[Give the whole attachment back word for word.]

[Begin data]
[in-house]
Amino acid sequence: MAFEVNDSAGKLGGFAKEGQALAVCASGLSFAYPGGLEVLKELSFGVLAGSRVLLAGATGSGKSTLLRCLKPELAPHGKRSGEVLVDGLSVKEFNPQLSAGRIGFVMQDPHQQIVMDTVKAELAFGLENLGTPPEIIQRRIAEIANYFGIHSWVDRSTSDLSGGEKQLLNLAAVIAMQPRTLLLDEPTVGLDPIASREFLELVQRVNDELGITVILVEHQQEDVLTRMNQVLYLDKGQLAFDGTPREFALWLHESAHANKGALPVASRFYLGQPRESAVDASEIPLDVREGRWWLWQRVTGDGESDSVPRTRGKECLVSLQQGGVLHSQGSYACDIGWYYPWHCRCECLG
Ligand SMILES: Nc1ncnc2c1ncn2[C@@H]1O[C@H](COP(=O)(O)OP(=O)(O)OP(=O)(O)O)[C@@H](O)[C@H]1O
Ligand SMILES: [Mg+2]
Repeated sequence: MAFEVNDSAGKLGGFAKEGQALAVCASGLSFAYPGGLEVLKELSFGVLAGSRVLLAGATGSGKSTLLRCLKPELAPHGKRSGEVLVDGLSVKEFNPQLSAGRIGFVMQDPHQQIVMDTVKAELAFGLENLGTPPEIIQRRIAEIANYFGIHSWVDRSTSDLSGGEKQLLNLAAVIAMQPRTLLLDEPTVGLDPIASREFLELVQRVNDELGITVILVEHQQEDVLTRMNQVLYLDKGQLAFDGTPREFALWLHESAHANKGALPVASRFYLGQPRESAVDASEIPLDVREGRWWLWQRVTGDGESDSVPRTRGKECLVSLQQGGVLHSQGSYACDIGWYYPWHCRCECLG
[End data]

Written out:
[in-house]
Amino acid sequence: MAFEVNDSAGKLGGFAKEGQALAVCASGLSFAYPGGLEVLKELSFGVLAGSRVLLAGATGSGKSTLLRCLKPELAPHGKRSGEVLVDGLSVKEFNPQLSAGRIGFVMQDPHQQIVMDTVKAELAFGLENLGTPPEIIQRRIAEIANYFGIHSWVDRSTSDLSGGEKQLLNLAAVIAMQPRTLLLDEPTVGLDPIASREFLELVQRVNDELGITVILVEHQQEDVLTRMNQVLYLDKGQLAFDGTPREFALWLHESAHANKGALPVASRFYLGQPRESAVDASEIPLDVREGRWWLWQRVTGDGESDSVPRTRGKECLVSLQQGGVLHSQGSYACDIGWYYPWHCRCECLG
Ligand SMILES: Nc1ncnc2c1ncn2[C@@H]1O[C@H](COP(=O)(O)OP(=O)(O)OP(=O)(O)O)[C@@H](O)[C@H]1O
Ligand SMILES: [Mg+2]
Repeated sequence: MAFEVNDSAGKLGGFAKEGQALAVCASGLSFAYPGGLEVLKELSFGVLAGSRVLLAGATGSGKSTLLRCLKPELAPHGKRSGEVLVDGLSVKEFNPQLSAGRIGFVMQDPHQQIVMDTVKAELAFGLENLGTPPEIIQRRIAEIANYFGIHSWVDRSTSDLSGGEKQLLNLAAVIAMQPRTLLLDEPTVGLDPIASREFLELVQRVNDELGITVILVEHQQEDVLTRMNQVLYLDKGQLAFDGTPREFALWLHESAHANKGALPVASRFYLGQPRESAVDASEIPLDVREGRWWLWQRVTGDGESDSVPRTRGKECLVSLQQGGVLHSQGSYACDIGWYYPWHCRCECLG